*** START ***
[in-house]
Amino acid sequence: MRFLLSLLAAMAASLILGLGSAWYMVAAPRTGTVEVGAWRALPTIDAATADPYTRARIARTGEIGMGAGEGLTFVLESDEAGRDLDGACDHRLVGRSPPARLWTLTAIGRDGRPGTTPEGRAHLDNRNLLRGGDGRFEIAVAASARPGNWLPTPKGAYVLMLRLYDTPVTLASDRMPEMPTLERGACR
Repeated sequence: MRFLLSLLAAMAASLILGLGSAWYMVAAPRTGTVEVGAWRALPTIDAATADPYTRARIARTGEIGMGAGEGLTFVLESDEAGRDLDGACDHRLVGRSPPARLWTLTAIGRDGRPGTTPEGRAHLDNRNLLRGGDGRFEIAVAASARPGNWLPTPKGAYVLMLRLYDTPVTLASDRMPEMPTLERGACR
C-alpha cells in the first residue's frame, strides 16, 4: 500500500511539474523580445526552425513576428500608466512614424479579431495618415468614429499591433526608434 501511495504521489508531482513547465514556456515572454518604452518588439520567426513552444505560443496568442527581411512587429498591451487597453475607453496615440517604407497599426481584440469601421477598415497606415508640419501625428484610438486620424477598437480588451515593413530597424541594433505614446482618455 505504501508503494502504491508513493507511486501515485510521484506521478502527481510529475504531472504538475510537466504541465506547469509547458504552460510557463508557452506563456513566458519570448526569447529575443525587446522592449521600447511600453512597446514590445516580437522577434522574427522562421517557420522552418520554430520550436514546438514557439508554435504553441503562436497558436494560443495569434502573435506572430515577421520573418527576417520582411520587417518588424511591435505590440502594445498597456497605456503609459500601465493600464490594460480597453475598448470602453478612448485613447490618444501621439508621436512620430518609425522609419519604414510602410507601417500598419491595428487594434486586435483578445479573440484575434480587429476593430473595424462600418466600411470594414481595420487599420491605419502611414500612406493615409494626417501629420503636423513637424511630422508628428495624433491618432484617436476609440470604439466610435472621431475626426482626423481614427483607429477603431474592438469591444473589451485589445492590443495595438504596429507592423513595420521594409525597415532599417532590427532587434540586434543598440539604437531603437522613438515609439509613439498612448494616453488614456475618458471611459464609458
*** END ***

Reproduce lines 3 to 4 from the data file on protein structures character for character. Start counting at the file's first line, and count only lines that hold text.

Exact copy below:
Repeated sequence: MRFLLSLLAAMAASLILGLGSAWYMVAAPRTGTVEVGAWRALPTIDAATADPYTRARIARTGEIGMGAGEGLTFVLESDEAGRDLDGACDHRLVGRSPPARLWTLTAIGRDGRPGTTPEGRAHLDNRNLLRGGDGRFEIAVAASARPGNWLPTPKGAYVLMLRLYDTPVTLASDRMPEMPTLERGACR
C-alpha cells in the first residue's frame, strides 16, 4: 500500500511539474523580445526552425513576428500608466512614424479579431495618415468614429499591433526608434 501511495504521489508531482513547465514556456515572454518604452518588439520567426513552444505560443496568442527581411512587429498591451487597453475607453496615440517604407497599426481584440469601421477598415497606415508640419501625428484610438486620424477598437480588451515593413530597424541594433505614446482618455 505504501508503494502504491508513493507511486501515485510521484506521478502527481510529475504531472504538475510537466504541465506547469509547458504552460510557463508557452506563456513566458519570448526569447529575443525587446522592449521600447511600453512597446514590445516580437522577434522574427522562421517557420522552418520554430520550436514546438514557439508554435504553441503562436497558436494560443495569434502573435506572430515577421520573418527576417520582411520587417518588424511591435505590440502594445498597456497605456503609459500601465493600464490594460480597453475598448470602453478612448485613447490618444501621439508621436512620430518609425522609419519604414510602410507601417500598419491595428487594434486586435483578445479573440484575434480587429476593430473595424462600418466600411470594414481595420487599420491605419502611414500612406493615409494626417501629420503636423513637424511630422508628428495624433491618432484617436476609440470604439466610435472621431475626426482626423481614427483607429477603431474592438469591444473589451485589445492590443495595438504596429507592423513595420521594409525597415532599417532590427532587434540586434543598440539604437531603437522613438515609439509613439498612448494616453488614456475618458471611459464609458